In the Spring of 2016, the American Veterinary Medical Association (AVMA) published a study that investigated the growing trend of pet owners who use hemp products on their pets. What they found suggests that some pet owners believe that hemp products help alleviate discomfort and promote calmness with minimal side effects.

The authors of this study conducted a survey of visitors to one hemp product company website for one month in 2015.  Of the 631 respondents who said they use hemp products on their dogs, the majority indicated that they use them for conditions diagnosed by their veterinarian. They also reported that these products were moderate to very helpful in improving their pet’s well-being and that they had a positive impact in relieving discomfort, promoting calm, and helping with sleep. Side effects reported were minimal: sedation and over-active appetite.

Overall, owners seem to be using hemp because they either prefer “natural products” and want to supplement conventional therapies.  While this study group was limited and subject to the biases of each individual pet owner, the findings bring to light some interesting trends and reinforce much of the anecdotal evidence reported by media outlets of cannabis’ ability to promote overall physical and mental well-being.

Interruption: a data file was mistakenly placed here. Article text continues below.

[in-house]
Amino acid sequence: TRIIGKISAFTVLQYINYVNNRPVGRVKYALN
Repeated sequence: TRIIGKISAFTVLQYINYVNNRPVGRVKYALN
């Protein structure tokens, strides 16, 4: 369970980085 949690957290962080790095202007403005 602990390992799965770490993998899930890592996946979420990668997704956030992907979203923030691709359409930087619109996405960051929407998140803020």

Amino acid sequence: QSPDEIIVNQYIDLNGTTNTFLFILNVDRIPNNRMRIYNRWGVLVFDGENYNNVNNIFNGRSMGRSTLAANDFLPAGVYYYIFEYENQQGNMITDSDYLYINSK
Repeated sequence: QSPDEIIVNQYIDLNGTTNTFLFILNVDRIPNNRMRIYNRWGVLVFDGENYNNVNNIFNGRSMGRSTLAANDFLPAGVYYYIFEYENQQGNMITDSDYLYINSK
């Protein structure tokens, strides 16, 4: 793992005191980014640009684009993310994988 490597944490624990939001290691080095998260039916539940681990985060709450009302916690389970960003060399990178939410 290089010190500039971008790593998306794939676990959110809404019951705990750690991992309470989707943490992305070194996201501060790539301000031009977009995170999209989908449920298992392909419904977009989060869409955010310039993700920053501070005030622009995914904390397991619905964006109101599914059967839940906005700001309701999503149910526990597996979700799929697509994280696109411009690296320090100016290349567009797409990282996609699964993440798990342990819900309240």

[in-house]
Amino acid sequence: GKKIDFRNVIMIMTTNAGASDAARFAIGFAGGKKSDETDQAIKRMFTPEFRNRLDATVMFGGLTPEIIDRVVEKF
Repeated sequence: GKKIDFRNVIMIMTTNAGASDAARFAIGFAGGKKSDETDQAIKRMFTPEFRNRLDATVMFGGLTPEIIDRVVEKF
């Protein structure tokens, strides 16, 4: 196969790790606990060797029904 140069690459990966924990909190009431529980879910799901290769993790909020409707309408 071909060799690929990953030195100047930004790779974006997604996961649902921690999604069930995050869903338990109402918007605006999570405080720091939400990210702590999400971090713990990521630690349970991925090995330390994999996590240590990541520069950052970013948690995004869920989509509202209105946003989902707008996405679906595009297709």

References

[1] Harvey, D. J., Samara, E., & Mechoulam, R. (1991). Comparative metabolism of cannabidiol in dog, rat and man. Pharmacology Biochemistry and Behavior, 40(3), 523-532.

Phytocannabinoids are substances found in plants (most notably in Cannabis sativa) that are able to stimulate the same ECS receptors mentioned previously. There are at least 113 known phytocannabinoids in the cannabis plant; the most well-known and studied of these phytocannabinoids is THC but in recent years, this molecule’s non-psychoactive counterpart, CBD, has received much media attention.  CBD or cannabidiol was first isolated in 1963 by Raphael Mechoulam – one year before the chemist elucidated the structure of THC.  Both substances can modulate the ECS, but CBD does not alter the mind or behavior in the same way THC does. THC attaches directly to CB1 and CB2, much like the endocannabinoids AEA and 2-AG. CBD’s effects are achieved in a different manner: the molecule affects these receptors, but not by directly attaching to them in the same way as THC and AEA.

Newer research indicates that CBD does attach to CB1—just not at the same receptor site as THC or AEA. By attaching to a different area, it is thought that CBD can change the shape of the receptor and thus influence how this receptor will interact with the other substances that bind to it.  CBD can also influence the ECS in other ways: it can suppress the enzyme that breaks down AEA, thereby prolonging the endocannabinoid’s effects. It can also directly attach to TRPV1 and other receptors that play roles in the cardiovascular and neurological systems.